Focusing the routine around spinning rings and lots of bobbing up and down, which effectively mimicked both Mr. Trash Wheel and the garbage he collects, the swimmers were lively and gave the whole scene a fun and funky feel to it. There was even a water snake (puppeted by an individual swimmer) making the rounds throughout the pool while the swimmers performed. With flutter-kicking clusters and lots of circular motions, the whole thing felt like an enormous homage to the great efforts made by the real life Baltimore Harbor Trash Wheel.
Scene Four: Project Spudnik— Will There Be Sufficient Nutrition?
Directed by Kelly Causey and Rachel Kassman, the blast-off themed routine featured just ten swimmers but with such striking music and costumes that it was easily one of the more memorable scenes. (Though truth be told they were all memorable, for varying reasons and their wildly unique qualities.) Featuring potato and Black-Eyed Susan costumes— so deemed because of the ‘black-eye’ makeup featured on the swimmers— this routine’s costumes were fabricated to life with Costume Assistant Alice Kallaugher. The Potato swimmers had actual eyeballs on their suits for their “eyes” and the green suited Susans had precious floral headbands with golden yellow petals, which were both rejuvenating and adorable as they broke the surface of the water during a few of the submerge/emerge moments of the routine.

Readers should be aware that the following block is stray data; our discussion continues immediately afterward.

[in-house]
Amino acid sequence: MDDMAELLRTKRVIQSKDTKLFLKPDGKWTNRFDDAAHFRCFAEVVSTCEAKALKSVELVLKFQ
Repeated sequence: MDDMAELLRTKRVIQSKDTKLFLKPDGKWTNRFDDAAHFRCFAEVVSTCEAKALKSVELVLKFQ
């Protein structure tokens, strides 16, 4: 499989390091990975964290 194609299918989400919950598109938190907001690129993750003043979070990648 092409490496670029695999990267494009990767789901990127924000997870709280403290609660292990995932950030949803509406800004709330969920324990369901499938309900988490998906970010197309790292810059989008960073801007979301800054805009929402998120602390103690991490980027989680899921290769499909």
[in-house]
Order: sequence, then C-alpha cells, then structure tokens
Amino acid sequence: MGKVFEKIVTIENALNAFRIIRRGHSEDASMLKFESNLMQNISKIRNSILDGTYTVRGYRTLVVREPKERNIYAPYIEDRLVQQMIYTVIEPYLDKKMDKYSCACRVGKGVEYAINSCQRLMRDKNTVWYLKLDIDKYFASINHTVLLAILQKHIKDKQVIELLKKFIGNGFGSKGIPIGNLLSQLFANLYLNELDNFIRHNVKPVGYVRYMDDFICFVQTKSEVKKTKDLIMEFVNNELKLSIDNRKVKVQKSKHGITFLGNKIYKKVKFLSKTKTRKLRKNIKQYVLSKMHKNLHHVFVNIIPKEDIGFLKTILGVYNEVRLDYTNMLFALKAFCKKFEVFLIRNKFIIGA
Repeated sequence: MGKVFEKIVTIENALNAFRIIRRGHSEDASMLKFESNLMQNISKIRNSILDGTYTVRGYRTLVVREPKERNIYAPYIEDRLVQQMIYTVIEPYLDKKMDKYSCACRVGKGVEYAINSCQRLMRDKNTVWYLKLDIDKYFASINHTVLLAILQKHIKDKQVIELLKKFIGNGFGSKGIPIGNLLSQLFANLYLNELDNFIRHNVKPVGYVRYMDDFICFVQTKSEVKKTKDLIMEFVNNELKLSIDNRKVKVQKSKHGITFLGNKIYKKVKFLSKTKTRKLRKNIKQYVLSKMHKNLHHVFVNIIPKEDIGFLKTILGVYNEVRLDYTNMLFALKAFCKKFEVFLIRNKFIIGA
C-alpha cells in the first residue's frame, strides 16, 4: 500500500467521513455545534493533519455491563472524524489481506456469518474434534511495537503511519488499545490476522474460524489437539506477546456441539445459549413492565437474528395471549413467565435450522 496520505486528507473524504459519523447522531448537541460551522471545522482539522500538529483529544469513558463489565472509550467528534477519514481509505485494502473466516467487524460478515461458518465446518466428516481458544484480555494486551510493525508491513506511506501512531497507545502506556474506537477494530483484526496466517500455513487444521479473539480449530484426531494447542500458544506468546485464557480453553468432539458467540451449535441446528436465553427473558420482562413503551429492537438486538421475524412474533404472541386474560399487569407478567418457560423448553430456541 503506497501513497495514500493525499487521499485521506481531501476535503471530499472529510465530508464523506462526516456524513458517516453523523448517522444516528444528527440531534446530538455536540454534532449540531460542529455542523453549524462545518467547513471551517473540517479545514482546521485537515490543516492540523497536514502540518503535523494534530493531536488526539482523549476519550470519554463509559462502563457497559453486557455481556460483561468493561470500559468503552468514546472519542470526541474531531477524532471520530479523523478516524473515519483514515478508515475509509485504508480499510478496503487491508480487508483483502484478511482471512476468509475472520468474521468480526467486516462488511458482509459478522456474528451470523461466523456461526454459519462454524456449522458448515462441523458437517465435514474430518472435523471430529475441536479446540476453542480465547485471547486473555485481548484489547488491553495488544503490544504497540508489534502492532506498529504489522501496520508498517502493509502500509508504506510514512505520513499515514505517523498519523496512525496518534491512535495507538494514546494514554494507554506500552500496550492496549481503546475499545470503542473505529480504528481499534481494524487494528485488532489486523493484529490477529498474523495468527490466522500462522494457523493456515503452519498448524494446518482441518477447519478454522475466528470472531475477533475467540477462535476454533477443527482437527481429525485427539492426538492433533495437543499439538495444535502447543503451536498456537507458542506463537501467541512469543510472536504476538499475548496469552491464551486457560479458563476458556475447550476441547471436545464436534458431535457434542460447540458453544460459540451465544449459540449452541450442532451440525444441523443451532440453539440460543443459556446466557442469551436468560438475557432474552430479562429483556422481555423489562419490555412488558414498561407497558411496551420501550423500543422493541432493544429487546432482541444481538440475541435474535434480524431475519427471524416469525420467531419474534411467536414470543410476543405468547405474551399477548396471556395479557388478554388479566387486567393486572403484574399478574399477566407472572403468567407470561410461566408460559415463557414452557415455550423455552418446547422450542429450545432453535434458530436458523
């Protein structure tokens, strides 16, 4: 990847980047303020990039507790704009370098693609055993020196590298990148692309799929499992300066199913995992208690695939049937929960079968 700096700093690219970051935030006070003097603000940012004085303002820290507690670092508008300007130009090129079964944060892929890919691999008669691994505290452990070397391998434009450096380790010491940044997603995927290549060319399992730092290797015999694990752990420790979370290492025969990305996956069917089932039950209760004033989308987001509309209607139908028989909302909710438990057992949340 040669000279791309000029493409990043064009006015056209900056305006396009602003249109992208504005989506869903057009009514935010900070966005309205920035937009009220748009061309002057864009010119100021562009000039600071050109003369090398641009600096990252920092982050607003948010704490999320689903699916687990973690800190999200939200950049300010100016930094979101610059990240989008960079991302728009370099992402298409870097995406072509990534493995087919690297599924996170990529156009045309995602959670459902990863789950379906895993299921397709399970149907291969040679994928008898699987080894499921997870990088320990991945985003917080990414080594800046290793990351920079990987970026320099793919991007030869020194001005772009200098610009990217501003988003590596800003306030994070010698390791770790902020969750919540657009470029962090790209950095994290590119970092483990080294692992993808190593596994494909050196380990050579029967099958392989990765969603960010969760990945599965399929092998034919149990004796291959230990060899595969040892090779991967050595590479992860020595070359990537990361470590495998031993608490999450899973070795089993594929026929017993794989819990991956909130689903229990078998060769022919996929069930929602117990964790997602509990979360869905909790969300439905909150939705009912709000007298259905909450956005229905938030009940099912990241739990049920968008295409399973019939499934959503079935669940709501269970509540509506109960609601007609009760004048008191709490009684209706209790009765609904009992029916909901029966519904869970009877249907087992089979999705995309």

With a mesmerizing musical selection, the string instrumental version of Bowie’s “Life on Mars”, the swimmers moved about in a fashion that suited the space-exploration-plant-life-hybrid overarching theme of the scene. There was even a delightful sidestroke that allowed everyone to see the smiling faces of the Susans and the Spuds. But the element of the routine that took the cake was the life-sized cardboard cutout of Matt Damon from The Martian, which appeared itself on deck by the routine’s end.
Scene Five: A Unified Field Theory Combining Gravity and Electromagnetism
Directed by Emily Aubrey and James Brumfield, who appeared as Sir Isaac Newton at the top of the sketch, this routine featured full scientific costume before sending the little wave lengths of color off into the water. With only eight swimmers— each appearing first as a renowned scientist and then as one of six colors or two blacks on the spectrum— the routine was highly scientific, perhaps the most aesthetically influenced in this light. With a refracting glass that transformed the scientists into their counter-part colors before taking a leap into the water, there was a quick costume change shifting from the “Wave Length Surfing Cotillion” party affair attire into basic colors of red, orange, yellow, green, blue, and violet, with two striking jet blacks to cap the mix. The octet of swimmers made waves, pun intended, and had a vibrancy about their routine that was rainbowriffic.